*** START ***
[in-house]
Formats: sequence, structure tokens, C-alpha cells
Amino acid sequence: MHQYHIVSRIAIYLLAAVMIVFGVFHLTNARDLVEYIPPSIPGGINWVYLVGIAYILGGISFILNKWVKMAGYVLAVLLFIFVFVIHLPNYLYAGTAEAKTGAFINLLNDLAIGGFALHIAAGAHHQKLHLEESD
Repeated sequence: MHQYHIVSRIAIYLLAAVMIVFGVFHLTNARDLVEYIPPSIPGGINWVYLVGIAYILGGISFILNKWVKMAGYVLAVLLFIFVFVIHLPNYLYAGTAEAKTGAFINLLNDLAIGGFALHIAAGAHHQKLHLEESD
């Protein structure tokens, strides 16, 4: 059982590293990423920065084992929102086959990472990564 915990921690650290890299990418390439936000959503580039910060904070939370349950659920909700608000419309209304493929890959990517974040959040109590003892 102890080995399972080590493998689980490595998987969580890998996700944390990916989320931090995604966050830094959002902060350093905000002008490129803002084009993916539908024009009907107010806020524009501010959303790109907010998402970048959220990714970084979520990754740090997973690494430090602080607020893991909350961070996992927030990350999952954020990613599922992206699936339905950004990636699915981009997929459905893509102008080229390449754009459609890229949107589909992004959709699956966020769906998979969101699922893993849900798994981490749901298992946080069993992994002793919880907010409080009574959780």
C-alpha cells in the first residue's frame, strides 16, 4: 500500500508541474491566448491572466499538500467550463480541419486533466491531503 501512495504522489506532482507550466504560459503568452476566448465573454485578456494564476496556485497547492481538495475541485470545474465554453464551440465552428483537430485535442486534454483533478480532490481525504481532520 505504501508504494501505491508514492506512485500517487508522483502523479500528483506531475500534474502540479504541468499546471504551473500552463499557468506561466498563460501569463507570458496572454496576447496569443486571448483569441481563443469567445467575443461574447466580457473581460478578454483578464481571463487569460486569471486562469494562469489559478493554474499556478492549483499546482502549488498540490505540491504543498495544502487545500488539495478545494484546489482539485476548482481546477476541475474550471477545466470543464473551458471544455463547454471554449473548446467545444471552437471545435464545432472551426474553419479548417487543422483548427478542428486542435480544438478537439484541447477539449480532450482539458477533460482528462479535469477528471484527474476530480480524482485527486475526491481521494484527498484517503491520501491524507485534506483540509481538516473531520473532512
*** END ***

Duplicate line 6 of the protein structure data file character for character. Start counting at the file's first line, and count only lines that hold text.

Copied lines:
C-alpha cells in the first residue's frame, strides 16, 4: 500500500508541474491566448491572466499538500467550463480541419486533466491531503 501512495504522489506532482507550466504560459503568452476566448465573454485578456494564476496556485497547492481538495475541485470545474465554453464551440465552428483537430485535442486534454483533478480532490481525504481532520 505504501508504494501505491508514492506512485500517487508522483502523479500528483506531475500534474502540479504541468499546471504551473500552463499557468506561466498563460501569463507570458496572454496576447496569443486571448483569441481563443469567445467575443461574447466580457473581460478578454483578464481571463487569460486569471486562469494562469489559478493554474499556478492549483499546482502549488498540490505540491504543498495544502487545500488539495478545494484546489482539485476548482481546477476541475474550471477545466470543464473551458471544455463547454471554449473548446467545444471552437471545435464545432472551426474553419479548417487543422483548427478542428486542435480544438478537439484541447477539449480532450482539458477533460482528462479535469477528471484527474476530480480524482485527486475526491481521494484527498484517503491520501491524507485534506483540509481538516473531520473532512